If I had a time machine, I would like to kill that idiot and all who came to a similar idea afterwards.  Dedicate my remaining life to it.  But that probably wouldn't work.  I would likely be descended from one of them and would not exist to kill them.  

Time is SO interesting.

Almost all original theology was polytheistic.  The proto-Israelites most certainly were.  The first mention of the God that is all spirit, and what we might call a super God was an idea from Xenophanes.

1. God is one, supreme among gods and men, and not like mortals in body
or in mind.
2. The whole [of god] sees, the whole perceives, the whole hears.
3. But without effort he sets in motion all things by mind and thought.
4. It [i.e. being] always abides in the same place, not moved at all,
nor is it fitting that it should move from one place to another.
 - Xenophanes

Others soon followed. Plato did, see Plato's "Law - Book X"
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#11

Pre-Modern-Atheists
(02-13-2021, 03:18 AM)Cavebear Wrote: Before the First Damn Fool conceived the concept of a "Superior Being", everyone was atheist.  Not in any sense of refuting a deity, but in the sense of not even considering any non-pre-existing concept of one.  Everyone was free of any idea of a deity until THAT DAMNED FOOL came up with the idea.  THeists love to say that some traumatic event casuses us atheiests to deny a deity.  I say that original person who thought of the idea "had a problem".  LOL!

If I had a time machine, I would like to kill that idiot and all who came to a similar idea afterwards.  Dedicate my remaining life to it.  But that probably wouldn't work.  I would likely be descended from one of them and would not exist to kill them.  

Time is SO interesting.
I see religion as an inevitable default mindset that arises from the fact that the human mind is a sloppy mess of confirmation bias and agency inference. Until recently, the combination of that plus ignorance and, usually, illiteracy, practically guaranteed submission to ecclesiastical abuse.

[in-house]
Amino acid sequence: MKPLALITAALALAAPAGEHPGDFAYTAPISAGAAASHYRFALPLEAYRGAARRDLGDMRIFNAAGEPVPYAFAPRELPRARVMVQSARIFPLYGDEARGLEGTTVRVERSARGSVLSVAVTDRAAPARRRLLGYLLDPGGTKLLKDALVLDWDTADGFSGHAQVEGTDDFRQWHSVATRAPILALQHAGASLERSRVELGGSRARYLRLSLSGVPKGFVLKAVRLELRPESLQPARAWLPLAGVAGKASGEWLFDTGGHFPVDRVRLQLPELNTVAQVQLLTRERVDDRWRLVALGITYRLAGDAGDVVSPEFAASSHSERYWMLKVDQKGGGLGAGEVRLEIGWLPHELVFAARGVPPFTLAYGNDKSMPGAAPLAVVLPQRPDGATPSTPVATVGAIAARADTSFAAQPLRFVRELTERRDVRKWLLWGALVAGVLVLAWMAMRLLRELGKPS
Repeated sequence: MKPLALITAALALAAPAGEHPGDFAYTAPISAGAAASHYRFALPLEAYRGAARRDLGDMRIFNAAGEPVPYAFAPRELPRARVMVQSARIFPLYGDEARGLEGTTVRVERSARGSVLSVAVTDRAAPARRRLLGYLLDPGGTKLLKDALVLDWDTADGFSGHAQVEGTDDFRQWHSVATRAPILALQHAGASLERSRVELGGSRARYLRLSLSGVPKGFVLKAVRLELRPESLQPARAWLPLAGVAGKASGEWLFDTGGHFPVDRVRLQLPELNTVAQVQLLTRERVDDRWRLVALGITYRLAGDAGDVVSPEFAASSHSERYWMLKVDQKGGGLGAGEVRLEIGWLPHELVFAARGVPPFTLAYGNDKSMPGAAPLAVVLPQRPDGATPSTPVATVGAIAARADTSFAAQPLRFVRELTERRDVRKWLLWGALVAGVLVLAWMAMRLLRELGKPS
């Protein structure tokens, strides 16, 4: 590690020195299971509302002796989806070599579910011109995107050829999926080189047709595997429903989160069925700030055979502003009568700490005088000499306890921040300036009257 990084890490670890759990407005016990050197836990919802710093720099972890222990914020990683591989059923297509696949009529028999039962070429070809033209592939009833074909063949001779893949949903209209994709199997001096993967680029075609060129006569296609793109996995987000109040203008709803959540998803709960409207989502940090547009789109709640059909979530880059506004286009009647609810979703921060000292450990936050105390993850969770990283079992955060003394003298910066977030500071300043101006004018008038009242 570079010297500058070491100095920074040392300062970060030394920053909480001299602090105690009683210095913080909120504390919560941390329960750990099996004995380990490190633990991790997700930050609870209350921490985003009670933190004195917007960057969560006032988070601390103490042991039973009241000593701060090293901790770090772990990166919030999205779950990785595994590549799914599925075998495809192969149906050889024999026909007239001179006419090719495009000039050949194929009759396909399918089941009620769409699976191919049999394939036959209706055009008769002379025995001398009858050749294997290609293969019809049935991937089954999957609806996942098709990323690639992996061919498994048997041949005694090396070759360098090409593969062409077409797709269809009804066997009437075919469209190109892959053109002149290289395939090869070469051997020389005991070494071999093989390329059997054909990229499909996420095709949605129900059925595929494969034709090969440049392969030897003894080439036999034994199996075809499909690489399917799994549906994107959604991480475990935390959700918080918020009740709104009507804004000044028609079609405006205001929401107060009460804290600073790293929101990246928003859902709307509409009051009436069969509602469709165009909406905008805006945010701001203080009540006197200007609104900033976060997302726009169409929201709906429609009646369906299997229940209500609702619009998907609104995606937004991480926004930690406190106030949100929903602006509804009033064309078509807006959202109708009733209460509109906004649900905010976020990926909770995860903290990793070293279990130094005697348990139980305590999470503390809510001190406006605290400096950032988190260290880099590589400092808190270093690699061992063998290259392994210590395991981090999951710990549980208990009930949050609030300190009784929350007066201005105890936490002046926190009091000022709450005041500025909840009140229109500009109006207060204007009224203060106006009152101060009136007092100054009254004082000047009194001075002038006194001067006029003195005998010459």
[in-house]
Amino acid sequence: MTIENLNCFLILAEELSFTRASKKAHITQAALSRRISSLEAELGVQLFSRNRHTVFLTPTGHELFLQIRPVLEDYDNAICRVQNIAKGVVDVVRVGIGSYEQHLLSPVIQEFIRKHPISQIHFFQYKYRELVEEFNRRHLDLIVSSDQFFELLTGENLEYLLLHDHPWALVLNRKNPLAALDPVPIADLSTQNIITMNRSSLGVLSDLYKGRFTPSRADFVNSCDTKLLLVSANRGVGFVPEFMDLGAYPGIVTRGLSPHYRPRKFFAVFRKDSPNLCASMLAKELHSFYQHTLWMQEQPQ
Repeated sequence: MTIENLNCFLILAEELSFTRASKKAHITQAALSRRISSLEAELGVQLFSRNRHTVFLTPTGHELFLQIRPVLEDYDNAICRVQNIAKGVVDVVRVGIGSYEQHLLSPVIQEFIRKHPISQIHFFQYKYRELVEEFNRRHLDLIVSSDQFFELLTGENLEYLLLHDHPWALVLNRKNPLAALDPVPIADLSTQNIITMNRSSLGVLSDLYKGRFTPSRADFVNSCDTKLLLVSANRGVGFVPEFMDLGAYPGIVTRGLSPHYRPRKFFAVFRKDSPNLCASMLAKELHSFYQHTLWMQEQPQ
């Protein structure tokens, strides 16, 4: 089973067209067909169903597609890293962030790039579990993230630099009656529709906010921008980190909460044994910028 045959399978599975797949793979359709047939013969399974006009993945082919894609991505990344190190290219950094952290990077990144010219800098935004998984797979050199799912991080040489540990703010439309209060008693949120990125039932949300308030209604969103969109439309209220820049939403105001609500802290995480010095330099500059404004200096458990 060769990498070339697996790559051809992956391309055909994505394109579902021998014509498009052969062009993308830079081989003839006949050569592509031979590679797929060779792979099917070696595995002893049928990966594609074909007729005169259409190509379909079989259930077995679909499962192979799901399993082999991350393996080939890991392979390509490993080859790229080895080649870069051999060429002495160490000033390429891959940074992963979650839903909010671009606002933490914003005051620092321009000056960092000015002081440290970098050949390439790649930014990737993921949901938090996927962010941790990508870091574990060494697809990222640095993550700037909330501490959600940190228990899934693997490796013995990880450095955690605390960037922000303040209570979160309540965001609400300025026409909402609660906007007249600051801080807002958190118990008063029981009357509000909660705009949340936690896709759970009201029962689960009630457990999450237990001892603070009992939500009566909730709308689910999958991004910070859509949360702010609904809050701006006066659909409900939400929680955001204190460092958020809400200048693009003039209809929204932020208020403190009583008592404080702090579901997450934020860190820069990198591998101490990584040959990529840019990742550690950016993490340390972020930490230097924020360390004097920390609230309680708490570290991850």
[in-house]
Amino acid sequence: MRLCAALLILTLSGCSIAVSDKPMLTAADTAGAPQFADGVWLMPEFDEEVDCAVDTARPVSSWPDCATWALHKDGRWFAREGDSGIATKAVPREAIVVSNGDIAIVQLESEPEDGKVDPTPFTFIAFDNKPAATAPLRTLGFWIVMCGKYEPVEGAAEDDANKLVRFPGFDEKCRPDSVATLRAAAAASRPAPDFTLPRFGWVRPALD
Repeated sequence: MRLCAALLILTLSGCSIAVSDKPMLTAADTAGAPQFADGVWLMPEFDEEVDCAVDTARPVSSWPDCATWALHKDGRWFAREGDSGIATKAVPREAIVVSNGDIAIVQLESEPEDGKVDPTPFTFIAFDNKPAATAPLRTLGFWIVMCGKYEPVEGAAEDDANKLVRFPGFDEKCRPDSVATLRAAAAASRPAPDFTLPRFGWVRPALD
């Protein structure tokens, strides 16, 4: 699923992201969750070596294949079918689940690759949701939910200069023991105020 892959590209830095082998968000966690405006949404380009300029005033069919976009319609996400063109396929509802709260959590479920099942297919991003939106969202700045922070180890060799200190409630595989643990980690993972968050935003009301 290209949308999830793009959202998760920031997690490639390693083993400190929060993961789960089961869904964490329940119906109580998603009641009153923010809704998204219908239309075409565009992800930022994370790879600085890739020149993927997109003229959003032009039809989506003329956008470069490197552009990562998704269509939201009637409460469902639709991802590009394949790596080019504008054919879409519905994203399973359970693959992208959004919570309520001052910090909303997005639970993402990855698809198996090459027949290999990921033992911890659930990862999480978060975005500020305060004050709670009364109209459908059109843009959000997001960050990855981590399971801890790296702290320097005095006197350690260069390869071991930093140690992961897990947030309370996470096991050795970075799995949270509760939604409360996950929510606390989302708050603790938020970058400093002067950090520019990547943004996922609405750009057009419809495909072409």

So if you went back and killed the first shaman, a hundred more would rise up to take his place.

The only real antidote to theism is critical thinking -- a skill that, sadly, most of us are still not trained in.
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#12

Pre-Modern-Atheists
(02-13-2021, 12:08 PM)mordant Wrote:
(02-13-2021, 03:18 AM)Cavebear Wrote: Before the First Damn Fool conceived the concept of a "Superior Being", everyone was atheist.  Not in any sense of refuting a deity, but in the sense of not even considering any non-pre-existing concept of one.  Everyone was free of any idea of a deity until THAT DAMNED FOOL came up with the idea.  THeists love to say that some traumatic event casuses us atheiests to deny a deity.  I say that original person who thought of the idea "had a problem".  LOL!

If I had a time machine, I would like to kill that idiot and all who came to a similar idea afterwards.  Dedicate my remaining life to it.  But that probably wouldn't work.  I would likely be descended from one of them and would not exist to kill them.  

Time is SO interesting.
I see religion as an inevitable default mindset that arises from the fact that the human mind is a sloppy mess of confirmation bias and agency inference. Until recently, the combination of that plus ignorance and, usually, illiteracy, practically guaranteed submission to ecclesiastical abuse.

So if you went back and killed the first shaman, a hundred more would rise up to take his place.

The only real antidote to theism is critical thinking -- a skill that, sadly, most of us are still not trained in.

There once was a time when no human was a theist. SOMEONE came up with the whole sad concept. But you might be right that others would imagine a deity "somewhere above". I'd be happy to keep knocking them off if it meant we would be free of it now.
I came to a fork in the road, and I took it!
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#13

Pre-Modern-Atheists
I like the religious conversation in "Conan the Barbarian".
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#14

Pre-Modern-Atheists
(02-13-2021, 12:32 PM)Gawdzilla Sama Wrote: I like the religious conversation in "Conan the Barbarian".

You mean like Sky vs Earth?
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#15

Pre-Modern-Atheists
(02-13-2021, 12:42 PM)Cavebear Wrote:
(02-13-2021, 12:32 PM)Gawdzilla Sama Wrote: I like the religious conversation in "Conan the Barbarian".

You mean like Sky vs Earth?

Yep. Conan looked dubious there.
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#16

Pre-Modern-Atheists
(02-13-2021, 01:41 PM)Gawdzilla Sama Wrote:
(02-13-2021, 12:42 PM)Cavebear Wrote:
(02-13-2021, 12:32 PM)Gawdzilla Sama Wrote: I like the religious conversation in "Conan the Barbarian".

You mean like Sky vs Earth?

Yep. Conan looked dubious there.

The Sky covers the Earth. He was quite surprised at the idea. Just goes to show how easily people are impressed. And all those little points of light in the nighttime are probably the campfires of heroes. Why not, when you are as strong as an ox but dumb as as a box of rocks?
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#17

Pre-Modern-Atheists